While there are many factors that affect your credit credit score, nothing has a bigger impact than your payment history. In fact, your payment history makes up about 35 percent of what the bureaus take into consideration when determining your score (according to FICO models).
Proving that you can make pay your obligations on time is what will get you better interest rates for a dream house or a dream car. People often come to me, wondering what they can do to get an excellent credit score. The truth is that the only surefire way is time and commitment. I’ll share some ways to improve your credit score by removing negative payment history in future articles, but for now let’s focus on what happens when you fail to make a payment on time. Adversity can strike anyone and mistakes happen,
So what the overall effect of a missed payment?
Generally speaking, a late payment (also known as a delinquency) can lower your credit score by 100 points or more. This is especially true if you had a higher credit score (600+), to begin with. Those with larger scores can expect an even bigger drop in their credit ranking than those that have lower scores. This means that remembering your payment obligations and paying on time is extremely important to maintain a positive credit rating. That score you spent so much time building can drop in an instant.
When tragedy strikes, even the most diligent cardholder can miss a payment. Luckily, there is a grace period before this slip-up can really mess up your score.
How Late Does a Payment Have to Be to Affect Your Credit?
Late payments can’t legally be reported to the credit bureau until they’re 30 days past due, which means that if you do miss a payment, you have a month to get caught up without lowering your credit score. So if the choice is between food or electricity and paying a credit card, you should take care of your needs first and then try to get caught up within the month. If you can’t pay within 30 days, you should keep in mind that the longer you wait, the more your late payment will hurt your score.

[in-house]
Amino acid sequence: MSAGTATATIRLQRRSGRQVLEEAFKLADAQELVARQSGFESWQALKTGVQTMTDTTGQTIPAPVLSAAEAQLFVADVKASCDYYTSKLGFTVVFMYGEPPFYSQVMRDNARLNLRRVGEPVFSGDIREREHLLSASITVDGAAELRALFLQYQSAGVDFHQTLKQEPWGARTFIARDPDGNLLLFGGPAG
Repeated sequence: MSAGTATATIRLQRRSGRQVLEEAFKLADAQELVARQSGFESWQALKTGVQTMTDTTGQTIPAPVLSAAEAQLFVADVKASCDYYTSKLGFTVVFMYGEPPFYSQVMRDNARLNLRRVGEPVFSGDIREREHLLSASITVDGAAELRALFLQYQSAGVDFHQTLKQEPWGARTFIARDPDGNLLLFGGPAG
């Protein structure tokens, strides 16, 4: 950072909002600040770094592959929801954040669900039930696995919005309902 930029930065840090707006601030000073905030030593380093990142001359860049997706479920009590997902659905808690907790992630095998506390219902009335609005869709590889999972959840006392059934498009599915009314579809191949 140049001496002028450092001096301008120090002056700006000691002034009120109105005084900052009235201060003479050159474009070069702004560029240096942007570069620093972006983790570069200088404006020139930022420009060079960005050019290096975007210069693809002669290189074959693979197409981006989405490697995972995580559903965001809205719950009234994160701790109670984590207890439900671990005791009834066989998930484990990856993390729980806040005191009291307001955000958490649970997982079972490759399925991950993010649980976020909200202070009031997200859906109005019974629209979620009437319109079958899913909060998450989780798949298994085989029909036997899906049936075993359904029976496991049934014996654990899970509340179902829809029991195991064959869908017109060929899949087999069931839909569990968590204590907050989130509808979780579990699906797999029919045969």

However, just because your credit score won’t be impact if paid within 30 days of the due date, that doesn’t mean that there won’t be other consequences of missing the due date and paying within the grace period. Late fees can begin immediately after the due date and can continue to rise until you make a payment. It might be worth calling your credit card company though to try and talk your way out of those extra fees. Oftentimes, they’ll waive such fees if you have established a history of on-time payments.
How Long Does a Late Payment Stay On Your Credit Report?
A late payment will stay on your credit report for seven years. This applies to each individual late payment, no matter how many of them you make. The seven-year period doesn’t start over at any point, so you don’t have to worry about accidental late payments adding time to previous marks.
If you do make a late payment, it’s not the end of the world. The negative impact decreases over time, even if it remains on your report. And at the seven-year mark, the late payment will no longer be seen at all, when creditors pull your report. This allows you to recover over time and eventually start with a clean bill of health. If you are looking to get negative marks taken off before the seven year time frame, there are a few options available to make that happen. I’ll discuss some of those in my next article.
About The Author
Philip Shockey is a credit repair expert working to help people improve their credit scores. Whether from fraud, identity theft, or simple oversight, Phillip works to restore his clients credit worthiness. He does this by removing negative information from credit reports and providing credit education to help his clients regain positive standing.